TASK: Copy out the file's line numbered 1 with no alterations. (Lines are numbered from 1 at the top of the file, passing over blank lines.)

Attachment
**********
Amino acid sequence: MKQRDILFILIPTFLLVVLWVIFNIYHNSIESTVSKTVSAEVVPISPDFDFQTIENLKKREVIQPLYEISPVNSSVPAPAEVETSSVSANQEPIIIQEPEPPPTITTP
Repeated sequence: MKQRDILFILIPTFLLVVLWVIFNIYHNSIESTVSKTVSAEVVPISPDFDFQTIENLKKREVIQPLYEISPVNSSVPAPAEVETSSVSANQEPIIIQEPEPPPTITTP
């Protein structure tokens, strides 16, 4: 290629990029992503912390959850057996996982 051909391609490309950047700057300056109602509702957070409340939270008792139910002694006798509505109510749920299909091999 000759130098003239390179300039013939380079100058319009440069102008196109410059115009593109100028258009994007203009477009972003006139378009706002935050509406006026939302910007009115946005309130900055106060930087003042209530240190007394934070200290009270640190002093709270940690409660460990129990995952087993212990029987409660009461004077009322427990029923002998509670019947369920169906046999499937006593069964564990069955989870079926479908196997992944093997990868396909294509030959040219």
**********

Amino acid sequence: MKQRDILFILIPTFLLVVLWVIFNIYHNSIESTVSKTVSAEVVPISPDFDFQTIENLKKREVIQPLYEISPVNSSVPAPAEVETSSVSANQEPIIIQEPEPPPTITTP